Your water heater temperature is typically set at about 140 degrees when it comes from the manufacturer. This high temperature is not only unnecessary for most households, but it can be downright dangerous. When the temperature is set this high, turning on only the hot water with a faucet can scald skin, especially for children and the elderly.

A temperature of 120 degrees is recommended for most households, though 130 degrees can be used for those that have dishwashers that aren't capable of heating their own water.

How Do I Change it?

Thankfully, turning the water heater temperature down isn't difficult, and is something that most people are able to do on their own. Just follow these simple steps.

For gas heaters, locate the control dial somewhere on the outside of the unit. On electric heaters, there may be two dials - one at the top and another at the bottom, which need to be turned separately, but evenly. If there are no temperature indications on the dials, then turn the knobs a little at a time, wait about two hours, and test the water from the tap nearest the water heater by pouring it into a cup and checking the temperature with a thermometer.

For more information about how to save money on your electric bill by lowering your water heater temperature, as well as other expert advice about heating and cooling your home, contact us today. Air Assurance proudly serves the greater Tulsa metropolitan area.

Our goal is to help educate our customers in the Tulsa and Broken Arrow, Oklahoma area about energy and home comfort issues (specific to HVAC systems). Credit/Copyright Attribution: “Serenethos/Shutterstock”

Energy Savings, Featured

Ways to Save Energy in the 3 Most Important Rooms in Your Home

Ways to Save Energy in the 3 Most Important Rooms in Your Home

The ways you can save energy at home vary from room to room, but look carefully and you'll discover many opportunities for reducing your carbon footprint and realizing energy savings. Let the tips below guide you, and use them in your home whenever you can.

Living Room

The living room offers ways to save energy from ceiling to floor. Start with the air conditioning/heating registers. Make sure ductwork is securely attached to the vents so that no air is leaking around them. Check for air leaks around windows, exterior doors, light switches and wiring on exterior walls. Seal the openings with caulk or insulation.

Close blinds and curtains in summer to prevent heat gain. In winter, open the blinds during the day, and close them at night to prevent heat loss.When you choose an entertainment center or appliance, make sure it's rated by Energy Star, the Environmental Protection Agency's energy efficiency program. Plug all electronic appliances and lamps into a power strip, which you should turn off when you leave the room. Also, use fluorescent light bulbs for light fixtures, and turn lights off when the occupants leave the room.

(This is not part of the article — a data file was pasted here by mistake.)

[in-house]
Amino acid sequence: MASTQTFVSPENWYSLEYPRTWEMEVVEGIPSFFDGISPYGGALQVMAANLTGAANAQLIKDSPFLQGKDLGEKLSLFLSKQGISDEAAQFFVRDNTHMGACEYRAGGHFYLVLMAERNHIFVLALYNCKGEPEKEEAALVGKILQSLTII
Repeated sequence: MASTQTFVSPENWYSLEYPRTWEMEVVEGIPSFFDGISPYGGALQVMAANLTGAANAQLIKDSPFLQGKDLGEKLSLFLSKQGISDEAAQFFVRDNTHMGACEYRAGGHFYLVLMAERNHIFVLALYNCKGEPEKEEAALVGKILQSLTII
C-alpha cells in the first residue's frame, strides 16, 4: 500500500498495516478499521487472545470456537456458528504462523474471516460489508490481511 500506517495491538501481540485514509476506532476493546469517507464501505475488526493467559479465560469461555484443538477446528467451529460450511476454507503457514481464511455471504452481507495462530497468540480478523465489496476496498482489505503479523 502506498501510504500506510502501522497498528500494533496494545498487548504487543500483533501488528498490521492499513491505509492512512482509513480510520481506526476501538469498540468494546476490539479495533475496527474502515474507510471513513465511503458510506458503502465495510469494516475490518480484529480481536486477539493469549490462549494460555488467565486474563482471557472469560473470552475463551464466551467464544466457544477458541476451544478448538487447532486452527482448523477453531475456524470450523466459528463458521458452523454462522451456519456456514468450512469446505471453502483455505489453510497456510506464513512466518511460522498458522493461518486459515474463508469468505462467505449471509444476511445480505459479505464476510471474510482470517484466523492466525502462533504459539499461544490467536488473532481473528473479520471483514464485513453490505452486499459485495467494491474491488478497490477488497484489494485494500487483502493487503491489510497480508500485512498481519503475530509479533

Save water by fixing toilet, sink and shower leaks. Take shorter showers and install low-flow shower heads, faucets and toilets. To help get rid of moisture that contributes to higher humidity and a clammy feeling that inspires turning down the thermostat, install exhaust ventilation. Replace vanity lights with Energy Star-certified fixtures and bulbs, and always turn off lights when you leave the room.


Keep heat from the attic out of the home by insulating and weatherstripping the attic hatch. Likewise, seal air leaks around an attic or furnace flue, and cover gaps with metal flashing or high-temperature caulk. Repair holes in ducts with mastic and metal tape. Make sure there's proper ventilation in the attic to let out heat and moisture.

For more on how to save energy at home, contact Air Assurance. We've been serving the Tulsa metropolitan area since 1985.

Our goal is to help educate our customers in the Tulsa and Broken Arrow, Oklahoma area about energy and home comfort issues (specific to HVAC systems).  Credit/Copyright Attribution: “dgbomb/Shutterstock”

Energy Savings, Featured

Everything You Need to Know About the EnergyGuide Label

Everything You Need to Know About the EnergyGuide Label

That distinctive yellow sticker on new appliances like A/Cs, water heaters and heat pumps is called the EnergyGuide label, but it might as well be called the energy-saving label. If you use this federally mandated label as intended to compare the energy-saving potential for a given appliance to that of similar appliances, it can save you money on energy bills throughout the life of the appliance you choose. If you're shopping for a furnace, the EnergyGuide label will show you how one furnace compares energy-wise to other furnaces with the same size and features.